See Ancient Rock Art Petroglyphs Near Yellowstone

Petroglyphs and pictographs - some 12,000 years old - can be viewed in the Yellowstone region. Sites are in Wyoming, Utah, and Montana.

Petroglyphs are incised, chipped or carved onto rock walls, while pictographs are made by painting pigment on the rock surface. They are important in determining what the ancient people were like who once lived in these areas.

Legend Rock State Petroglyph Site near Thermopolis, Wyoming

Legend Rock Petroglyphs

Legend Rock Petroglyphs

Legend Rock is located about 20 miles from Thermopolis. This protected site contains at least 283 different petroglyphs on 92 individual sandstone panels. The gate to the area is locked. To get driving directions and a key to access Legend Rock, stop in at the Hot Springs State Park office located at the entrance of the state park in Thermopolis.

At the Legend Rock site, visitors will see illustrations of human figures, animals and abstracts. (

Mike Bies, an archaeologist in the Worland, Wyoming, BLM office, recommends two sites in the Bighorn Basin in northern Wyoming: Legend Rock and the Medicine Lodge State Archaeological Site. Both are “drop-dead amazing” for their concentrations of rock art that aren’t found elsewhere, Bies says. (

White Mountain Petroglyphs near Rock Springs, Wyoming

Located in the Red Desert in southwestern Wyoming, the White Mountain Petroglyphs are also worth a visit. To get there, travel approximately 10.5 miles north from Rock Springs on U.S. Highway 191 and turn east (right) onto the Tri-Territory Road (County Road 4-17). Go approximately 10 miles on the Tri-Territory Road, and take a left when you see a sign marking the White Mountain Petroglyphs.

Nine Mile Canyon in Utah

Hunt Scene petroglyph along Nine-Mile Canyon National Backcountry Byway, near Price, Utah. By Scott Catron

Hunt Scene petroglyph along Nine-Mile Canyon National Backcountry Byway, near Price, Utah. 

In northeastern Utah, ancient Fremont Indians left behind numerous rock art panels. The best of these is Nine Mile Canyon, considered by many to be the longest natural art gallery in the world. Featured in National Geographic, this scenic desert canyon has numerous rock art panels scattered along a self-guided auto tour.

Dry Fork Petroglyphs near Vernal, Utah

This petroglyph panel, whose central figure is known as "Bigfoot", is one of many at the McConkie Ranch northwest of Vernal, Utah.

This petroglyph panel, whose central figure is known as "Bigfoot," is one of many at the McConkie Ranch northwest of Vernal, Utah. 

The Dry Fork Petroglyphs, located just outside Vernal, are well known for their quality and accessibility. These 800-year-old Fremont Indian panels cover 200 feet of a Navaho Sandstone cliff face.

Pictograph Cave State Park near Billings, Montana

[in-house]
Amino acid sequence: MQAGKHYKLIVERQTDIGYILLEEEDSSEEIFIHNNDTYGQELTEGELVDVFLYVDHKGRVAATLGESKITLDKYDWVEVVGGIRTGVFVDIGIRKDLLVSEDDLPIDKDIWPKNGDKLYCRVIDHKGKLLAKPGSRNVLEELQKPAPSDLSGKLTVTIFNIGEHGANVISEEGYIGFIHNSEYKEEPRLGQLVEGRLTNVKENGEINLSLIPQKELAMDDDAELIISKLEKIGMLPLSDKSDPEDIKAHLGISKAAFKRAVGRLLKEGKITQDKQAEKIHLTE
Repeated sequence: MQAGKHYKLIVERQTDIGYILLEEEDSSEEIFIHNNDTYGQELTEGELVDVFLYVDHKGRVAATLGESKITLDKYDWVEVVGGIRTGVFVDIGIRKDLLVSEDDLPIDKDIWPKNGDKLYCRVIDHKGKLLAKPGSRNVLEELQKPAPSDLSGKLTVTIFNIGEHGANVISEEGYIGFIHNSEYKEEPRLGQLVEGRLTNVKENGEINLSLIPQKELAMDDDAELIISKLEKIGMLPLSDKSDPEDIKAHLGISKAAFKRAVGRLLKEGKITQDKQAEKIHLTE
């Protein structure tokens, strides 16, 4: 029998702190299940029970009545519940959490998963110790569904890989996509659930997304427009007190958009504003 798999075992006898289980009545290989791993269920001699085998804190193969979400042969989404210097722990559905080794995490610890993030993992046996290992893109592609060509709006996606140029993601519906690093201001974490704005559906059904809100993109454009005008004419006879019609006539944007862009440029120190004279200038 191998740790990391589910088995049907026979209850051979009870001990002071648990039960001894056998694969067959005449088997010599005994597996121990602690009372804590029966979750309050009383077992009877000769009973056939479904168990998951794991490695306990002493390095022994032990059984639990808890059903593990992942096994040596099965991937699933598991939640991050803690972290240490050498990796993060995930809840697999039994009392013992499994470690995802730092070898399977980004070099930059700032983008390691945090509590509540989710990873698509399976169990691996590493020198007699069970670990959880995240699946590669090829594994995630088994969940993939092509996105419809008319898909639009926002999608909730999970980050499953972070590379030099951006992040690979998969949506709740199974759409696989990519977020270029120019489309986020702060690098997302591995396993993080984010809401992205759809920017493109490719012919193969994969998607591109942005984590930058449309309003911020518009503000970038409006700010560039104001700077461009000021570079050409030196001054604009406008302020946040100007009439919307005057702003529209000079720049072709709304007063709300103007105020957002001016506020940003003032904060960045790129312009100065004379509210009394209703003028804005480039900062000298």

Faded Red Rock Art at Pictograph Cave State Park

Faded Red Rock Art at Pictograph Cave State Park

In Montana, see 4,500-year old pictographs at Pictograph Cave State Park, located seven miles southeast of Billings off I-90. Take the Lockwood Exit, then travel six more miles on county roads. (


Old Bedlam at Fort Laramie National Historic Site, where bachelor officers lived. Photo by Jim Bowen via Flickr

Historic Sites in the Greater Yellowstone Area

Visit forts, monuments, historic buildings, and battlegrounds of the old west in Wyoming, Montana, Utah, and Idaho.

Wyoming's Fossil Butte National Monument in the vicinity of the Historic Quarry Trail. The trail leads to the site of a fossil quarry in the Green River formation.

Visit a Paleontological Site in Wyoming near Yellowstone

Wyoming’s southwestern region is known as fossil country.

Carissa Mine in South Pass City by m01229

Visit an old Mine near Yellowstone

Go underground to uncover Wyoming, Montana and Idaho’s gold and silver rush history with a visit to a historic mine.


Pan for Gold in Montana and Wyoming Near Yellowstone

Don’t miss Gold Rush Days and hunting for treasures in the historic gold and sapphire mining towns of Wyoming and Montana when you travel to Yellowstone.

Pryor Mountain Wild Horses

4 Places to See Wild Horses Near Yellowstone

Wild horses roam the desert south of Yellowstone. Prior Mountain wild horses run near Billings, Montana & descendants of Buffalo Bill's horses are east of Cody.

Yellowstone's Natural Bridge in the Bridge Bay Area. Photo by Greg Willis [CC-BY-2.0], via Wikimedia Commons

See a Natural Bridge or Arch

Visitors to the Yellowstone region can see a natural bridge or arch in a few places.

Aspen in Shoshone National Forest

Explore a National Forest near Yellowstone

The greater Yellowstone Park region is home to 27 scenic national forests throughout Wyoming, Idaho and Montana including the Wind River Range.


Go Climbing Near Yellowstone

Climbers won’t find any shortage of challenging walls in the greater Yellowstone region.

Wind River Powwow. Courtesy Photo

See a Powwow Near Yellowstone

Learn more about the rich heritage of Native American culture at an Indian Powwow, a social event that attracts tribal members from across the country.